How do you develop your characters?
I developed the base personalities for the characters before I wrote the book. I needed Eileen to be a middle-aged protagonist who was a psychic and a nurse: a single woman, deprived of her ability to make a good income and forced to use her intuitive abilites to help make ends meet. Daniel Burnette, the antagonist/homicide investigator, was based on a favorite Irish actor who has a penchant for brooding intensity and Atticus Spencer, the more layed back p.i. character, was inspired by my ex-boss and my partner; he started out as a hybrid and gradually morphed into his own man as the book progressed. Like so many of us who live in urban areas and away from the families we grew up with, Eileen is very much on her own and I wanted her to find an extended family in her neighbors, Tessa and Jessamae: both amalgams of co-workers I have known and loved. I spent several weeks listening to rap music and watching locally produced “crunk” videos and interviewed a Bay Area rap artist to get a better sense of how to create the prime suspect, FoZ. And, Audie, Eileen’s cat, was inspired my by an ex-roomate’s Blue Russian, Sundance, who preferred “murping” to meowing, as his favored form of communication.

What is the best advice anyone ever gave you about writing?
Two pieces of advice come to mind. The first came from a Bay Area sports writer, who was incredibly kind and encouraging when he found out I was working on my first novel. I’m paraphrasing here, but he said something along the lines of “Do your first draft, your second, your third, complete all your edits…and then go back and take out everything that isn’t absolutely essential to the story.” Killing your darlings can be a painful process, but I think the bare bones approach makes, in the end, for honest writing and a more fluid read.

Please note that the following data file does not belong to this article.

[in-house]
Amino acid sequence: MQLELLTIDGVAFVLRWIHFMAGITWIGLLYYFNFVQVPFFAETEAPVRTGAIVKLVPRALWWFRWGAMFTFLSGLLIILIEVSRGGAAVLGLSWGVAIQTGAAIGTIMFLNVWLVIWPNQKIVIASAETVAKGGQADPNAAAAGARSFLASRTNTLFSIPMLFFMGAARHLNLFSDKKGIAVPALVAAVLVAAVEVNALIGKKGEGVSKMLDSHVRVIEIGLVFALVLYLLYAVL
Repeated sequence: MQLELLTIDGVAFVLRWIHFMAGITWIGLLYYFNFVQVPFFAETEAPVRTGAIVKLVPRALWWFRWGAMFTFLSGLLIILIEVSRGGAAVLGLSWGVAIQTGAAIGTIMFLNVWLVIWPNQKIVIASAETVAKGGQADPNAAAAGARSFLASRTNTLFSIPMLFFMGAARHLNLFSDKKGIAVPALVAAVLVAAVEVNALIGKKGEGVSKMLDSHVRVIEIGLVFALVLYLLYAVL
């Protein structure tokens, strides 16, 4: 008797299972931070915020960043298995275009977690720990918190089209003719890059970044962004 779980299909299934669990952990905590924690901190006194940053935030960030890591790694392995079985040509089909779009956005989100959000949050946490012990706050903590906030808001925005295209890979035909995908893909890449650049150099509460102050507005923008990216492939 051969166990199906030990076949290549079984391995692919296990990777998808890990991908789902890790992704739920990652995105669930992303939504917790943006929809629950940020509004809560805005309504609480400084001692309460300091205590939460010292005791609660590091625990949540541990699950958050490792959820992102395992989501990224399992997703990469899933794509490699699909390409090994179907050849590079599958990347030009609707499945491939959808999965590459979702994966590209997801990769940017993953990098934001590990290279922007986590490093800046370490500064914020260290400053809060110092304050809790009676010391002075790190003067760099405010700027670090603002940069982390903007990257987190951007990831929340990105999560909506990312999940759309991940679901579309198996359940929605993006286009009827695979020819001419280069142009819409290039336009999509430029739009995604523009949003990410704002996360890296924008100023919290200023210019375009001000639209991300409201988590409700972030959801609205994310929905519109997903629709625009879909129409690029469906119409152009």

The second piece came from the actor, Peter Riegert, at a writer’s conference I attended several years ago. He referred to the part of the Pesach Seder where children are asked “Why is this night different from all other nights?” and suggested applying that model to your writing. That really stuck with me, the idea of checking in, as you were preparing a scene and asking yourself “What makes this character and the response to whatever I’m subjecting them to unique?”

What makes a great read in your opinion?
Obviously this varies a bit depending on whether the book is fiction or non-fiction, but I generally look for two things in a book: I want to be transported and I want to come away from the experience having learned something new, including more about the craft of writing. I don’t like a novel that reads like a textbook, but I do like enough well chosen detail to drop me into the whatever alternative reality the author has created. And I love books where the writer has planted little “enlightment bombs”: asides that make me stop and re-think the world.